I've been on the road the past couple of weeks, first to the Streaming Media West show in Los Angeles, and last week to TelcoTV in Las Vegas. And, while the two shows draw significantly different populations, one from the online video world, the other from the telecom world, one word, "content," has become the lingua franca that serves as a bridge between the two industries.
And the news, the past couple of weeks, shows just how important content has become.
Vudu today, for instance, announced its on-demand movie service is now on PS3 game consoles, a move, Vudu GM Edward Lichty told me, that's one of the most important in its corporate life.
"We've been pretty quiet for the past several month, after being acquired by Walmart (last February)," Lichty said. "We've been focusing on how to roll out a "new" Vudu, how to scale, it's been a quiet six months or so. But now, we're ready to come out. It's a big step for us to get onto a game console." Vudu also last week made sure it was available for the launch of the Boxee Box by D-Link.
But the Vudu announcement hasn't generated the kind of excitement that similar Netflix announcements usually do, which with the numbers involved is probably not too surprising. I asked Lichty what his take was.
"Partly, it's our own fault," Lichty said. "But, as we do more with Walmart, as we grow our platform and do more in the market, our visibility will rise. But I have to give Netflix a ton of credit; it's like they're sprinkled with pixie dust... they agree to pay $1 billion for content and their stock goes up! But we're really different kinds of companies with different business models and different content. Inception isn't going to be available on Netflix for at least seven years, for example, we'll have it as soon as it comes out on DVD."
Lichty said the difference in content, isn't the only difference, it's quality, too.
"We have so many of our titles available in 1080p with great sound," he said. "We believe we're the future of home video."
Vudu's link up with PS3, he said, is a critical part of that.
"We think it literally multiplies our business; it's not a percentage increase in business, but a business multiplier," he said. "It takes our footprint from millions of devices to many millions with PS3. And, the more you do things like this, the more you bring consumers into the digital fold."
Lichty said he expects all of Vudu's metrics with other devices will improve with the PlayStation3 launch. And, yes, he said, Vudu is looking for a deal that will put it on Microsoft's Xbox 360 as well. "We want to be on every platform we can be on," he said.
And, he says, the company will continue to grow its visibility with Walmart. It's currently running a deal where anyone who buys Toy Story 3 at Walmart will also have access to it in the cloud. He said to expect more of those kinds of deals in the future.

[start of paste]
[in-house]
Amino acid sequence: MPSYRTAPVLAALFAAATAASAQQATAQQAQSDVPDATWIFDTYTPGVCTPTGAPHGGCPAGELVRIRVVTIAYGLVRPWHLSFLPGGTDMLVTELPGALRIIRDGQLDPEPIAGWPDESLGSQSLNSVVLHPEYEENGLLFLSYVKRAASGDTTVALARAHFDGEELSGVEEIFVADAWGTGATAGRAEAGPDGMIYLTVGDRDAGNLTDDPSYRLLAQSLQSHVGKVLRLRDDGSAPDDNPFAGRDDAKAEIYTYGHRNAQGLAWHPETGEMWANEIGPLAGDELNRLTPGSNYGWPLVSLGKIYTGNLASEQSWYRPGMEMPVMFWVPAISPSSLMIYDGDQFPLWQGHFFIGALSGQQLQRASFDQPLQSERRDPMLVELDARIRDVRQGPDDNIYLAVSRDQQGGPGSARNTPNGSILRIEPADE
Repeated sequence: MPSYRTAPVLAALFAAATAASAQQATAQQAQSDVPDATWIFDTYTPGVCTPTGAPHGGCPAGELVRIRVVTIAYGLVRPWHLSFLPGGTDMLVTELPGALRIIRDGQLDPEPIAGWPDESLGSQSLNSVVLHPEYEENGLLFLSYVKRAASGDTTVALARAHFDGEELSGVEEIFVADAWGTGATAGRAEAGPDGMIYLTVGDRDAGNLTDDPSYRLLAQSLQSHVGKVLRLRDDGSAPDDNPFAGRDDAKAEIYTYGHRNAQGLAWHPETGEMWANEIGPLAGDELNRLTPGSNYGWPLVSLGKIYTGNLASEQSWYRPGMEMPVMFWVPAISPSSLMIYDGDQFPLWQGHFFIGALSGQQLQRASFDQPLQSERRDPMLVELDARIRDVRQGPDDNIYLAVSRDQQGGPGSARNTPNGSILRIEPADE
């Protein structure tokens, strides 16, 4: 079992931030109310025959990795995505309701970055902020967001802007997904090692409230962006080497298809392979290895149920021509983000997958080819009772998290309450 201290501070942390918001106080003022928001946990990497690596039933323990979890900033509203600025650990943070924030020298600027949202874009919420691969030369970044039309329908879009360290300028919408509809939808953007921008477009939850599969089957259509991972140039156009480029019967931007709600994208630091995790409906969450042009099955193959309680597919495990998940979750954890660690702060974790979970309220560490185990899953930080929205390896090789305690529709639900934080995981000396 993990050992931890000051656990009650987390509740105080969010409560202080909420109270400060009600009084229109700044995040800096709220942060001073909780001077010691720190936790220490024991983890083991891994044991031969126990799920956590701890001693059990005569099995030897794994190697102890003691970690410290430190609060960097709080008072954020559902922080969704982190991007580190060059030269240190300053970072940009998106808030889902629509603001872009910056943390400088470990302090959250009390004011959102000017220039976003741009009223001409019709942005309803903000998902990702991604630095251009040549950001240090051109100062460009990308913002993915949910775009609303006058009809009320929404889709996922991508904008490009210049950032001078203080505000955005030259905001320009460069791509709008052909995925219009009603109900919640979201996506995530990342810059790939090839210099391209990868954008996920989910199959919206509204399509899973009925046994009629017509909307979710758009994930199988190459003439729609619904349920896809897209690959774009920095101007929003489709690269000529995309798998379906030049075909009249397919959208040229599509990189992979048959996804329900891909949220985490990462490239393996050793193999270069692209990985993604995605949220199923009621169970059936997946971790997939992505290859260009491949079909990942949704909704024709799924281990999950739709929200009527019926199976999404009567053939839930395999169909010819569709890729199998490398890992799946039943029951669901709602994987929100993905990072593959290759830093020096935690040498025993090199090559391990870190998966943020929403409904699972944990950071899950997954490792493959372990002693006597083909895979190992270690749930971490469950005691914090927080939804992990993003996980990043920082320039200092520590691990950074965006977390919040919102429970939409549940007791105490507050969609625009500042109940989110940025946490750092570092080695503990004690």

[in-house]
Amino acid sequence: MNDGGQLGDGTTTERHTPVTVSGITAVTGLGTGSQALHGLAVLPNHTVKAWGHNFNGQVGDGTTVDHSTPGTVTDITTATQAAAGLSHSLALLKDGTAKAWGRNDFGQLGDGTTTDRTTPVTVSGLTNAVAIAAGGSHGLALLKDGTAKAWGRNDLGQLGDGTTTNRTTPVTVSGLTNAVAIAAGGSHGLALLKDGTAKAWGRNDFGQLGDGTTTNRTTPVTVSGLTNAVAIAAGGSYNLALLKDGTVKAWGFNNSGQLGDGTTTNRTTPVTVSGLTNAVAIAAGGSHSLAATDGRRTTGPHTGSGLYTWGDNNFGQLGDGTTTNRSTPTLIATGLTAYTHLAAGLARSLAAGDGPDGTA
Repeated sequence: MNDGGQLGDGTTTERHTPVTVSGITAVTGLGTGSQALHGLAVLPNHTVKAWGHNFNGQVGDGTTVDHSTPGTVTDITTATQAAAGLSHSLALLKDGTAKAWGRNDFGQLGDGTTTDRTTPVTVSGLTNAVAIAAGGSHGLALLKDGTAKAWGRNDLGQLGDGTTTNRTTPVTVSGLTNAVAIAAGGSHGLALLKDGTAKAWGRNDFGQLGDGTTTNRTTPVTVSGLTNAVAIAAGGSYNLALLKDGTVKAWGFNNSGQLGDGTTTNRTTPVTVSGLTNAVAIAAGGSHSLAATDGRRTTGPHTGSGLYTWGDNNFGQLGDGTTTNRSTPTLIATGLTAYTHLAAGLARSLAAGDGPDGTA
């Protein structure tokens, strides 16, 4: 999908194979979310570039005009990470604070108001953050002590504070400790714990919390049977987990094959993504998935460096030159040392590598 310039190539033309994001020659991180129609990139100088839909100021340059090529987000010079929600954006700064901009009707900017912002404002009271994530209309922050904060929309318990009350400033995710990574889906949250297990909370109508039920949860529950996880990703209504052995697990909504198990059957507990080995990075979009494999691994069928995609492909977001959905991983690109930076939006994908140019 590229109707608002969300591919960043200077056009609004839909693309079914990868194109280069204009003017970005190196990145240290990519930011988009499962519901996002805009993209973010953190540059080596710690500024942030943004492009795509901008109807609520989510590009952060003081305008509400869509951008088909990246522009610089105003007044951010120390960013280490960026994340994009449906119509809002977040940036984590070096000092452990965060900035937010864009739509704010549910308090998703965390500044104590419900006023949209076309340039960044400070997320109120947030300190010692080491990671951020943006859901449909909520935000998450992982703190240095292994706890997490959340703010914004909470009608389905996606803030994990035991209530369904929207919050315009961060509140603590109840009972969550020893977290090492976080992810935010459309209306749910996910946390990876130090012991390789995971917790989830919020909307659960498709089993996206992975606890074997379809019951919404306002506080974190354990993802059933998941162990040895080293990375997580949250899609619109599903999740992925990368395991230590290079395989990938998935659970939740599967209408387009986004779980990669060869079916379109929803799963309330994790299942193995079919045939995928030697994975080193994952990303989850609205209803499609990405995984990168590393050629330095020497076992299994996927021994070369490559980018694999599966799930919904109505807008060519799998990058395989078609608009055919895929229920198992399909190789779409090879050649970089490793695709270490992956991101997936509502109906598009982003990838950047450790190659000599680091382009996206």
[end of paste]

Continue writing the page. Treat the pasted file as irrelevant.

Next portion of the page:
"You'll see a lot more promotions from Walmart as we move into December," he said. "Black Friday is a big moment for them."
It must, I suggested, be a kick to have the kind of financial backing and clout that Walmart has.
"It's actually really funny how quickly it starts to feel like your own money," he said. But the partnership has been good. They let us do what we do, and they're evolved and progressive about wanting to drive content digitally... they just keep telling us to go faster and keep doing what we're doing."
It also doesn't hurt to have the mega-retailers backing in the CE space and with Hollywood.
"They have a lot of contacts," Lichty said. "It's not a bad position to be in."
Hulu also isn't in a bad place this week. The online video catch-up service today officially launched its Hulu Plus subscription service with a lower price, $7.99 a month, that's $2 less than it was while in preview mode. Hulu, the joint venture between News Corp., NBC Universal and Disney, last week announced it had pulled in $240 million in revenue this year, more than twice the revenue from a year ago. CEO Jason Kilar also said that last month some 30 million users watched 800 million streams from 352 clients.
Finally, since statistics seem to be today's raison d'etre, really, they're all over the place, I want to run one or two more by you that came out of this week's Web 2.0 Summit in San Francisco during a presentation from Morgan Stanley.
To wit: The amount of time users spent on the Internet is catching up to the amount of time viewers spend with TV (28 percent compared to 31 percent), yet TV ad spending outpaces Internet advertising 39 percent to 13 percent. But what's more indicative of the market is this number: Streaming video makes up some 37 percent of Internet traffic during traditional TV hours; it breaks down like this: 21 percent is Netflix, 10 percent is YouTube and about 8 percent is Flash video. -Jim